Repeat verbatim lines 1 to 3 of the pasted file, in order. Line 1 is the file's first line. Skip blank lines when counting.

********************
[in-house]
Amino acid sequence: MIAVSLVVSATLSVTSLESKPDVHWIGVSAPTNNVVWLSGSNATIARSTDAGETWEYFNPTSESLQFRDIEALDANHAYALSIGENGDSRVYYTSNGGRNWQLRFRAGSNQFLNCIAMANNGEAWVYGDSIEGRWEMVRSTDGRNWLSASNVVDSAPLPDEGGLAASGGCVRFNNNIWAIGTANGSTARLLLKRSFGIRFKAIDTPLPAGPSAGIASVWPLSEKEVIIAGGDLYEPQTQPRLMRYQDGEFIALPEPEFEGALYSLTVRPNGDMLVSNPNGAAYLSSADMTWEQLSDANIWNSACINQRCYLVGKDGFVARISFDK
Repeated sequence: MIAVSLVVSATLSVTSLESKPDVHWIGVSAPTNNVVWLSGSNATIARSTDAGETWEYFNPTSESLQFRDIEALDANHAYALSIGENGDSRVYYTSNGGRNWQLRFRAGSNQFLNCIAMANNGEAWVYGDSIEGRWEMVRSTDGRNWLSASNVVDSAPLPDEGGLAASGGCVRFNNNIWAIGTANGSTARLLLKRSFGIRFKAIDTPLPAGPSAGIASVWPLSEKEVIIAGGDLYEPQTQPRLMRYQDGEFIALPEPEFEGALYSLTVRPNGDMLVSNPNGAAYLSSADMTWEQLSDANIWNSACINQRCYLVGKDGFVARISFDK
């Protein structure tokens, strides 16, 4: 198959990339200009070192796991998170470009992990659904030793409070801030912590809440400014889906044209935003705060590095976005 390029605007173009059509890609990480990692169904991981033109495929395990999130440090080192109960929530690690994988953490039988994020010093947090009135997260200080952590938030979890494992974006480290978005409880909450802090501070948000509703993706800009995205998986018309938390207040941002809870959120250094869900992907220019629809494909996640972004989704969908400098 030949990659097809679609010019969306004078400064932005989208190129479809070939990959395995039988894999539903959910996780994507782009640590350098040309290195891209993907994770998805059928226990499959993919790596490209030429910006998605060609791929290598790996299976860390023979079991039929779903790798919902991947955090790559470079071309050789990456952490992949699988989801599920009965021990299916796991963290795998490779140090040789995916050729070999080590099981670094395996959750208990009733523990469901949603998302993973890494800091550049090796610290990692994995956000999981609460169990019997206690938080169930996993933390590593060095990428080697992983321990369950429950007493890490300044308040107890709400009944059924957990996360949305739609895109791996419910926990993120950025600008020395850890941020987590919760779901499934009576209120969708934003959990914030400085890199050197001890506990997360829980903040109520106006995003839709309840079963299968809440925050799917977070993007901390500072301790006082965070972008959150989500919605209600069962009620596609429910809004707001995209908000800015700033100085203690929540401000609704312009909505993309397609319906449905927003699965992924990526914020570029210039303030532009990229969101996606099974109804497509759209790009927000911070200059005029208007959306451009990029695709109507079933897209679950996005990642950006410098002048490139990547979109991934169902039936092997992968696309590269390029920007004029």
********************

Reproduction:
[in-house]
Amino acid sequence: MIAVSLVVSATLSVTSLESKPDVHWIGVSAPTNNVVWLSGSNATIARSTDAGETWEYFNPTSESLQFRDIEALDANHAYALSIGENGDSRVYYTSNGGRNWQLRFRAGSNQFLNCIAMANNGEAWVYGDSIEGRWEMVRSTDGRNWLSASNVVDSAPLPDEGGLAASGGCVRFNNNIWAIGTANGSTARLLLKRSFGIRFKAIDTPLPAGPSAGIASVWPLSEKEVIIAGGDLYEPQTQPRLMRYQDGEFIALPEPEFEGALYSLTVRPNGDMLVSNPNGAAYLSSADMTWEQLSDANIWNSACINQRCYLVGKDGFVARISFDK
Repeated sequence: MIAVSLVVSATLSVTSLESKPDVHWIGVSAPTNNVVWLSGSNATIARSTDAGETWEYFNPTSESLQFRDIEALDANHAYALSIGENGDSRVYYTSNGGRNWQLRFRAGSNQFLNCIAMANNGEAWVYGDSIEGRWEMVRSTDGRNWLSASNVVDSAPLPDEGGLAASGGCVRFNNNIWAIGTANGSTARLLLKRSFGIRFKAIDTPLPAGPSAGIASVWPLSEKEVIIAGGDLYEPQTQPRLMRYQDGEFIALPEPEFEGALYSLTVRPNGDMLVSNPNGAAYLSSADMTWEQLSDANIWNSACINQRCYLVGKDGFVARISFDK